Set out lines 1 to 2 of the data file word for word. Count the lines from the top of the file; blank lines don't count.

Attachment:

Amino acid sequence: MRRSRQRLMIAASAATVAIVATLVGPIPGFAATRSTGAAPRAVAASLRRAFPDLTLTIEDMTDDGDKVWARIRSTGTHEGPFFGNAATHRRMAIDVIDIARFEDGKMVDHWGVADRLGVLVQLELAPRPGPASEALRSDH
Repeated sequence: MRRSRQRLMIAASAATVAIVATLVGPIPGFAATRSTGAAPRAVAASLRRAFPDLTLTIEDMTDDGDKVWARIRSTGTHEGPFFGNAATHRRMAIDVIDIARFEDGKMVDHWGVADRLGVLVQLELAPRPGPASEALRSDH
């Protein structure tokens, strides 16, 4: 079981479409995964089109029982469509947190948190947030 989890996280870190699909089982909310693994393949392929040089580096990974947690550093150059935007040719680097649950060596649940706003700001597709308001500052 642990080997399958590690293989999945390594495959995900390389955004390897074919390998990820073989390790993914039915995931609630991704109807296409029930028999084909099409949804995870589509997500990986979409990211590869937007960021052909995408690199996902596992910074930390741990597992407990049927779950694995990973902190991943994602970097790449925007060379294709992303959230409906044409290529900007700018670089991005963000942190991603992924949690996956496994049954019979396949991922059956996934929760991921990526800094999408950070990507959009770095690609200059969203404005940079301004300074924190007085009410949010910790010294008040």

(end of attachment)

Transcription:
Amino acid sequence: MRRSRQRLMIAASAATVAIVATLVGPIPGFAATRSTGAAPRAVAASLRRAFPDLTLTIEDMTDDGDKVWARIRSTGTHEGPFFGNAATHRRMAIDVIDIARFEDGKMVDHWGVADRLGVLVQLELAPRPGPASEALRSDH
Repeated sequence: MRRSRQRLMIAASAATVAIVATLVGPIPGFAATRSTGAAPRAVAASLRRAFPDLTLTIEDMTDDGDKVWARIRSTGTHEGPFFGNAATHRRMAIDVIDIARFEDGKMVDHWGVADRLGVLVQLELAPRPGPASEALRSDH